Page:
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Operation Infinite Justice

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CALIFORNIA | LOCAL
September 26, 2001
While "Operation Infinite Justice" was a bad cover name for our fight against terrorism, "Operation Enduring Freedom" is worse. It is unfortunate that the PR folks have gotten hold of the development of public code names ever since the 1989 "Just Cause" invasion of Panama. But if the name has to convey a message, at least make it a clear one. "Enduring Freedom" sounds like freedom is something that has to be patiently tolerated, rather than a cherished human right. John Maloney Anaheim In lieu of Operation Infinite Justice, how about Operation Hide and Seek?
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CALIFORNIA | LOCAL
September 26, 2001
While "Operation Infinite Justice" was a bad cover name for our fight against terrorism, "Operation Enduring Freedom" is worse. It is unfortunate that the PR folks have gotten hold of the development of public code names ever since the 1989 "Just Cause" invasion of Panama. But if the name has to convey a message, at least make it a clear one. "Enduring Freedom" sounds like freedom is something that has to be patiently tolerated, rather than a cherished human right. John Maloney Anaheim In lieu of Operation Infinite Justice, how about Operation Hide and Seek?
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NEWS
September 21, 2001 | NORMAN KEMPSTER, TIMES STAFF WRITER
The United States will target and attempt to destroy terrorist organizations that played no direct role in the attacks on New York and the Pentagon once it finishes with Osama bin Laden and his network, Secretary of State Colin L. Powell said Thursday.
OPINION
January 18, 2005 | Michael Keane, Michael Keane is the author of the Dictionary of Modern Strategy and Tactics, which will be published by the Naval Institute Press. He lectures at USC's Marshall School of Business.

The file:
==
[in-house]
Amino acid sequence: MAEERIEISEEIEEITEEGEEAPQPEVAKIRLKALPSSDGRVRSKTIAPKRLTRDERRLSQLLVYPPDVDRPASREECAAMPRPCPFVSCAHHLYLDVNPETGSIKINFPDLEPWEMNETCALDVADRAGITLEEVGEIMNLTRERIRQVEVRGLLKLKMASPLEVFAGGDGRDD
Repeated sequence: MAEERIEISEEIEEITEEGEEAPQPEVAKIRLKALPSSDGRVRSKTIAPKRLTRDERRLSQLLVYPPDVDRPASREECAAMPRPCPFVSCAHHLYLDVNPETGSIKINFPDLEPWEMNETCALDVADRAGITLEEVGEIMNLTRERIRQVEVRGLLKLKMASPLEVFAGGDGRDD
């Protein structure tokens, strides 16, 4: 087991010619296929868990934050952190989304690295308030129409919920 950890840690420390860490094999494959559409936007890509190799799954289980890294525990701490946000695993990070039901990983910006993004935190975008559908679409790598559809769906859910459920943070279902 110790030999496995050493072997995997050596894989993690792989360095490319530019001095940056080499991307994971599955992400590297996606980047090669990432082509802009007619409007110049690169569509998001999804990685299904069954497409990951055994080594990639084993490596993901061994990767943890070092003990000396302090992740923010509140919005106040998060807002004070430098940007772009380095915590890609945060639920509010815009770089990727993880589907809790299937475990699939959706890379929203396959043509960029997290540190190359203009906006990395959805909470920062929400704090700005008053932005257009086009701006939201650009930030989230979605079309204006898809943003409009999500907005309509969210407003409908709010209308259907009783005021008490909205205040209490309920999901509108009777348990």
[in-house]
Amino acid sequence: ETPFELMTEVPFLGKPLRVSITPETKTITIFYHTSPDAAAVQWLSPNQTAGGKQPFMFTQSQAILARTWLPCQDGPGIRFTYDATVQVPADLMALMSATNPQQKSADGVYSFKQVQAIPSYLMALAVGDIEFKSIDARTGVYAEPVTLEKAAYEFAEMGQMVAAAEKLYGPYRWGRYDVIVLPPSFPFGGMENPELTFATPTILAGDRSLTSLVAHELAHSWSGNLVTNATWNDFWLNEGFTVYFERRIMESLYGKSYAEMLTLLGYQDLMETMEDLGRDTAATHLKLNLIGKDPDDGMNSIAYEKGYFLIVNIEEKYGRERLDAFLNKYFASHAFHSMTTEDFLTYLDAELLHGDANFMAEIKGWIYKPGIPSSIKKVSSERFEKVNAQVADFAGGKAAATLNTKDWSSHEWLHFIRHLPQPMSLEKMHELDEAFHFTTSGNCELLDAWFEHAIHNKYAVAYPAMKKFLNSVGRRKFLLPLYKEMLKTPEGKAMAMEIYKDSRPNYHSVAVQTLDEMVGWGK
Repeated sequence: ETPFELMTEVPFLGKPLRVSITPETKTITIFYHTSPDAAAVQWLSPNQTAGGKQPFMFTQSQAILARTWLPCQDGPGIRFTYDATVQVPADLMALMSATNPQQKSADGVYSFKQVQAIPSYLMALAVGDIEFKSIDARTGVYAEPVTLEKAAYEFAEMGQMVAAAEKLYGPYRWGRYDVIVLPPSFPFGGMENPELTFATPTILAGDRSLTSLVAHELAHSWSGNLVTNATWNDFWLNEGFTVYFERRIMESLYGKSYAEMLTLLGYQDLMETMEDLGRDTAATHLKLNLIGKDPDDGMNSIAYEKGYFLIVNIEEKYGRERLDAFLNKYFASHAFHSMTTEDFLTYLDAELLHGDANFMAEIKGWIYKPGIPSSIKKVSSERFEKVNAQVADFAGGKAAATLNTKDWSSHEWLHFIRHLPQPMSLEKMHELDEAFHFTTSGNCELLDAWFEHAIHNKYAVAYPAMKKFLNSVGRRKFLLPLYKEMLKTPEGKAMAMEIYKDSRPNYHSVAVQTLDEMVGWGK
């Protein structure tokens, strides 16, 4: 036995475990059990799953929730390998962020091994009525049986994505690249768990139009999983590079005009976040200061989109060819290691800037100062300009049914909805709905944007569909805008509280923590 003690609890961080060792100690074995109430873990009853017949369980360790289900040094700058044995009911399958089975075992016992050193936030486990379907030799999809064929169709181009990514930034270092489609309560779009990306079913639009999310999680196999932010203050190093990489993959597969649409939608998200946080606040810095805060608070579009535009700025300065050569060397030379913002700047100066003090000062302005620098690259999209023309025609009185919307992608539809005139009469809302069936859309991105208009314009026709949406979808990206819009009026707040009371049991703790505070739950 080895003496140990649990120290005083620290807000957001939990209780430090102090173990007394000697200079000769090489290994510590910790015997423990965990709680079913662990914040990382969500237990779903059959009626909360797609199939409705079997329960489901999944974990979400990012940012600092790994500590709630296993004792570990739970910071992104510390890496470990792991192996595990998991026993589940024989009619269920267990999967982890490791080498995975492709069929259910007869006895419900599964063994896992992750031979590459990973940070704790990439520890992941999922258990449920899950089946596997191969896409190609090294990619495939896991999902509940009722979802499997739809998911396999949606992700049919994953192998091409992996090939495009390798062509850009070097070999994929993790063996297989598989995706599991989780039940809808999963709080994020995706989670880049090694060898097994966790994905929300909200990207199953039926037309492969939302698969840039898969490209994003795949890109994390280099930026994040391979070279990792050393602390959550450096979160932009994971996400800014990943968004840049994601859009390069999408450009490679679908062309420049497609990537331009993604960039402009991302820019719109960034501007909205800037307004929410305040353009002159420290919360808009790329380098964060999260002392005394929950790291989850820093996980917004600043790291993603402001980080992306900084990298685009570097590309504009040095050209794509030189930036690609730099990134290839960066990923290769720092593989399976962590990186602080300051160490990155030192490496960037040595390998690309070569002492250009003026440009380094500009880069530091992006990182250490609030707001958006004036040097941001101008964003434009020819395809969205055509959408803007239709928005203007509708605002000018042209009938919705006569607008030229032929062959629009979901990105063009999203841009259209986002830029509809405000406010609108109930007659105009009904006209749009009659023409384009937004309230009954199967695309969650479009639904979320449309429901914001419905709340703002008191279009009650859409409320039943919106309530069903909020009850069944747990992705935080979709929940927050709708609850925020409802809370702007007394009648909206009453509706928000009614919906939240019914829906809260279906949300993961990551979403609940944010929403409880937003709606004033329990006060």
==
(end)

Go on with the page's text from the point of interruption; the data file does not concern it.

Words go to war as surely as soldiers do. They can be used to inspire troops, strike fear into the heart of the enemy or persuade neutral parties. "You know what words can do to soldiers," Napoleon once wrote to one of his generals. And since 9/11, language has been a central battlefield in the global war on terrorism. The recent confirmation hearings for Alberto R. Gonzales, President Bush's attorney general nominee, highlighted the uses and abuses of words in war.
CALIFORNIA | LOCAL
October 29, 2001 | STEVE LOPEZ
Twice now while following the news of the war, I've had to pinch myself. The first time was when the Bush administration, perhaps inspired by the HBO series "Band of Brothers," decided we needed a working title for the bombardment of Afghanistan. They came up with Operation Infinite Justice, but that was dumped in favor of Operation Enduring Freedom.
ENTERTAINMENT
March 18, 2003 | Mary McNamara, Times Staff Writer
We've got "Winnebagos of Death," HooAH! bars, "shock and awe," freedom fries and cheese-eating surrender monkeys. The "coalition of the willing" (often pronounced as one word) will be taking on the "axis of evil" and all its WMD (that would be weapons of mass destruction) and if it is not the "mother of all wars" as it was in 1991, well, the "mother of all bombs" may well make an appearance.
CALIFORNIA | LOCAL
September 25, 2001 | JOHN J. THATAMANIL, John J. Thatamanil is an assistant professor of religious studies at Millsaps College, Jackson, Miss
Religious questions, if not commitments, regularly surface in times of duress. The terrorist attacks of Sept. 11 have led record numbers of people searching for answers to churches, mosques and synagogues. This conflict has been fraught with religious connotations from its very inception.
OPINION
October 7, 2001 | DAVID CORN, David Corn, Washington editor of The Nation, is author of the novel "Deep Background."
Ever since the Sept. 11 attack, President Bush has tried to universalize his war on terrorism, casting it not merely as a campaign against the plotters and their supporters, but as a global struggle for freedom. It's not that he needs to persuade the American public that a reprisal is warranted; polls indicate overwhelming support for military action.
OPINION
September 30, 2001 | CHALMERS JOHNSON, Chalmers Johnson is author of "Revolutionary Change" and "Blowback: The Costs and Consequences of American Empire."
One of the objectives of terrorism is to provoke the ruling elites of a target regime into disastrous overreaction. When it works, as it has in Israel over the past year, the results can be devastating for all sides. Who does this ultimately benefit? The terrorists. Carlos Marighella, the Brazilian guerrilla leader whose writings influenced political terrorists in the 1960s and 1970s, explained why.
NEWS
September 21, 2001 | ESTHER SCHRADER, TIMES STAFF WRITER
The Army began moving ground troops to within striking distance of Afghanistan on Thursday as a massive deployment of warplanes, ships, equipment and personnel moved into its second day. Army Secretary Thomas E. White, the Army's top civilian official, said it is "ready to conduct sustained land combat operations" in the Persian Gulf region.
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